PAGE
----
The exchange of experiences and cooperation to create new applications and business case between different cities within countries is already happening in many countries. Member States can stimulate, facilitate and support this exchange. The countries involved in the Six Nations have different approaches and levels of fostering city networks, and the exchange on that is already quite helpful for us.
At pan-European and international level there is also a lot happening, especially in the various initiatives of the EIP like on urban platforms or electro-mobility where cities work together to build capacity. And also in the Small Giants initiative which is joining smaller and medium cities that are less often in the news. The concept of peer-to-peer learning, capacity building and demand aggregation are also central points of the Lighthouse projects approach in Horizon 2020 that requires cooperation between lead cities and follower cities – I think this is also a good approach to close the gap.
In addition, there are also politically endorsed networks like Eurocities (grouping the biggest cities of Europe) and more thematically-focused networks with or without political endorsement, like the Open and Agile Smart Cities Network, the World Council on City Data or City Protocol. Their focus and impact differ hugely but cooperation at any level is useful to close the gap between advanced and less advanced cities and to address the hurdles that cities individually cannot most effectively address.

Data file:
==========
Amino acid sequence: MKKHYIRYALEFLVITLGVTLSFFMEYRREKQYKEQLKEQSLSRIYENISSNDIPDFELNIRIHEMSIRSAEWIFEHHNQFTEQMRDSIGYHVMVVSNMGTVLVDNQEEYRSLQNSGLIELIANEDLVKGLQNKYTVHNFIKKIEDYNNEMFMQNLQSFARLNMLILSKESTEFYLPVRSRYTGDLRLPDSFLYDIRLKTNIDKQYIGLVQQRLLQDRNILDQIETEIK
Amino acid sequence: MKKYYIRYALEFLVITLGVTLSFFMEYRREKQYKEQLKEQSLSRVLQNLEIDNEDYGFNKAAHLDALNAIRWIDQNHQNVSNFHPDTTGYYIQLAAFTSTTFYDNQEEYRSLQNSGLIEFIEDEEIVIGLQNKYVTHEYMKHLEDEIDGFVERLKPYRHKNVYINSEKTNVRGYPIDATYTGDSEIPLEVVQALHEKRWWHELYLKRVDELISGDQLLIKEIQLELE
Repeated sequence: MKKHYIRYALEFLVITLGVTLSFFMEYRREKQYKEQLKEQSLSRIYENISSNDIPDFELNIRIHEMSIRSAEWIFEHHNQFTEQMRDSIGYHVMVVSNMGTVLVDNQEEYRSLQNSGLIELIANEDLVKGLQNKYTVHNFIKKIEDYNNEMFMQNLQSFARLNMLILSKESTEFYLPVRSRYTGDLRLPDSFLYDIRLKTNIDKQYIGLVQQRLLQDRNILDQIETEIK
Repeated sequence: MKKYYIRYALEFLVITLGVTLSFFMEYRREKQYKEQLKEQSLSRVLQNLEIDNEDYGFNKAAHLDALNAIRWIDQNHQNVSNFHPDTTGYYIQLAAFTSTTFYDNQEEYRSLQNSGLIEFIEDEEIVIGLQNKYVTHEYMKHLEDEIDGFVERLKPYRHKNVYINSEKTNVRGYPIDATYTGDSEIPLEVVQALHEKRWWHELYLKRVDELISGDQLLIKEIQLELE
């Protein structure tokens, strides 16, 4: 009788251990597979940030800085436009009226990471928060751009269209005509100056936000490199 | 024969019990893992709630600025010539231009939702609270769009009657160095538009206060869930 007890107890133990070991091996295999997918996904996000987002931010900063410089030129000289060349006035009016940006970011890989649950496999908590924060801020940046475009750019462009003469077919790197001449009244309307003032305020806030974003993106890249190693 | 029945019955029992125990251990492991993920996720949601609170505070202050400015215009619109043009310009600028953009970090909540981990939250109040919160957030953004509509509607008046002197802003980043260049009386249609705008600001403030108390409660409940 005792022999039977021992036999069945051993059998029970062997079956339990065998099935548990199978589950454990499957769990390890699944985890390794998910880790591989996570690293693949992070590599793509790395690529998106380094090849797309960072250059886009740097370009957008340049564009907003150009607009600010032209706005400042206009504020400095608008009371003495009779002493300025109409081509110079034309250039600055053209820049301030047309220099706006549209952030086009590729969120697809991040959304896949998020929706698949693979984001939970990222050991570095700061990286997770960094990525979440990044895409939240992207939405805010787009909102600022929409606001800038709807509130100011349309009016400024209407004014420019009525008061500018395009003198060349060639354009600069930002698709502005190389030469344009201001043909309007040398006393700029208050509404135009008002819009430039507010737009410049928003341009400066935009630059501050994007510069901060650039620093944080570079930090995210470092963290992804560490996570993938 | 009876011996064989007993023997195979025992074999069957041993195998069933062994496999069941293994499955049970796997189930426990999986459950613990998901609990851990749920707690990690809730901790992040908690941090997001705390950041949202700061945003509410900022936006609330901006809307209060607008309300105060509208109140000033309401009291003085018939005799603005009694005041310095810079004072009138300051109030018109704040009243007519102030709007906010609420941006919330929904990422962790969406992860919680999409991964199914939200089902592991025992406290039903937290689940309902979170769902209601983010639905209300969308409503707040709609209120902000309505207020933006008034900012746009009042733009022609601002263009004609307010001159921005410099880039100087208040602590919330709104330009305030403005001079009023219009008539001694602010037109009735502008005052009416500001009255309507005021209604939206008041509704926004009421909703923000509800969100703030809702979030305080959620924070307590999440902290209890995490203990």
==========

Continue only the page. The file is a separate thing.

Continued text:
4. What changes have you seen regarding your country and smart cities within the EU in the past few years?
There is a growing attention on urban challenges and the role of cities within the Netherlands, resulting in, for instance, the national Urban Agenda, in which cities, different ministries and other stakeholders cooperate on specific urban challenges and solutions, through so-called city deals.
More and more cities in the Netherlands are working on making their cities smarter. Amsterdam, for example, is working on over 90 innovative projects in their city. While Rotterdam is more focused on standardisation and 3D city models. We are very pleased that the EIP-SCC General Assembly took place in the ‘Brainport’ of Eindhoven.
5. What are the challenges for your Initiative?
The role of the Member States with regards to smart cities is not really clear and approaches differ from country to country. The challenge is knowing how best to take best practices from other Member States and interpreting it to one’s own national context to ensure it leads to good national smart city policy.
6. What are your next steps?
Mapping city needs is a vital step in defining the best role for central governments. France has taken the initiative to do a first inventory, which we must all build on and test, and then discuss ways to extend this to other countries, so we can come up with concrete recommendations on the role of Member States from a city perspective. That’s the next of the deliverables. It’s hard, yet very necessary, to take time to develop practical approaches together, as it is very clear from our initial work that we certainly do share common challenges and face common opportunities.